I will rebuild and maintain the Bureau of Detectives’ strength at a minimum 1,200. I will provide additional support for the Bureau by recalling 400 former CPD detectives and officers with detective experience. The “Retiree Corp” is intended to support, not replace current or vacant detective positions. They will provide the critical support needed to get violent offenders off the street. Over the longer term, it will be my intent to increase the “active” strength even more to bring Chicago’s officer level closer to that of other major cities. Even with a restored force of 1,200 we will have little more than half the detectives as percentage of overall officer strength than cities like New York and Los Angeles have.
Clearance rates on violent crimes, shootings and homicides are at an abysmal all-time low. The detective rank has shrunk to below where it once was, overburdening detectives who are already struggling with limited resources and larger spans of territory to cover. Judges and prosecutors are demanding more than ever before from law enforcement in criminal cases. Standards for charging a criminal are higher now than ever before.
Because the Bureau of Detectives has shrunk, you have detectives doing “assembly-line” homicides investigations. Assembly-line homicide investigations occur when you have too many cases and not enough detectives or support. If there are enough leads that could result in an arrest, detectives will continue to work the case. If not the detective will move on to the next case leaving the previous case unsolved. This is the casualty of the lack of detective manpower and resources. By hiring back retired detectives or officers with detective experience, the current assembly-line homicide investigations can stop.
The hired back detectives will provide investigative support in the following areas:
- Case review and case management
- Witness follow up
- Subpoena support
- Obtaining digital evidence and evidence coordination
- Transporting of witnesses for interviews or Grand Jury.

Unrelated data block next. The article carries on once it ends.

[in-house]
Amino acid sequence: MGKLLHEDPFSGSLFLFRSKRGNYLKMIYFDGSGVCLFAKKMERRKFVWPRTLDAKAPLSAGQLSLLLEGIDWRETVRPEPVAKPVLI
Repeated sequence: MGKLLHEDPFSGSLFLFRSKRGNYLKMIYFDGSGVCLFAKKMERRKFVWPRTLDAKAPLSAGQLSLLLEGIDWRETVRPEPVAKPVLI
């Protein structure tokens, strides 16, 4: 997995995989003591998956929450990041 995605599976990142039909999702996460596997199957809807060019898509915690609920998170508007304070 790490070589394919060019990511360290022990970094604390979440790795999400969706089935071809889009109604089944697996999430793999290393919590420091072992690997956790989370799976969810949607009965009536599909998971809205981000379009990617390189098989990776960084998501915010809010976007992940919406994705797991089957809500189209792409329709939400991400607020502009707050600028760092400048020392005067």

- Social media investigations
While there is no substitute on the part of the State’s Attorney’s Office and the courts for aggressive prosecution and long sentences for violent offenders and gun law violators, it begins with an arrest.
To qualify for the position, the retiree would have to have left the department in good standing and be free from any Internal Affairs or Cook County State Attorney investigations upon their retirement. Retired Detectives who return to these investigative support positions would be required to undergo continual training to ensure understanding of current department practices and procedures as well as the most up to date state and local laws.
The are NO obstacles to hiring retired detectives
Hiring retired detectives and officers with detective experience would be a fast way to provide the Bureau of Detectives with the additional support and experience the need during these challenging times. These are not replacement employees and will not be filling existing vacancies. There are no obstacles to bringing seasoned experienced and accomplished officers back into fold.
- Government agencies, including the CPD, have been hiring back retired employees for years. The retirees do not displace existing employees or fill existing vacant positions but serve to supplement existing resources.
- Major police departments engaging in hire back programs include Denver, Dallas, New York and even London, were the city hired 400 Constables. New York’s public safety surge back in the 90’s included the hiring of over retired 400 detectives.
- City rules regarding residency could be waived as the retirees would be part-time contract employees.
- Health insurance can easily be extended.
- There are no union issues if there is no displacement.
Remember, these are supplemental positions designed to provide additional support. There are no excuses or obstacles for taking this common-sense approach to quickly enhancing detective resources. The City’s response to everything seems to be to cancel more days off, pay more overtime and to move more officers off their beats.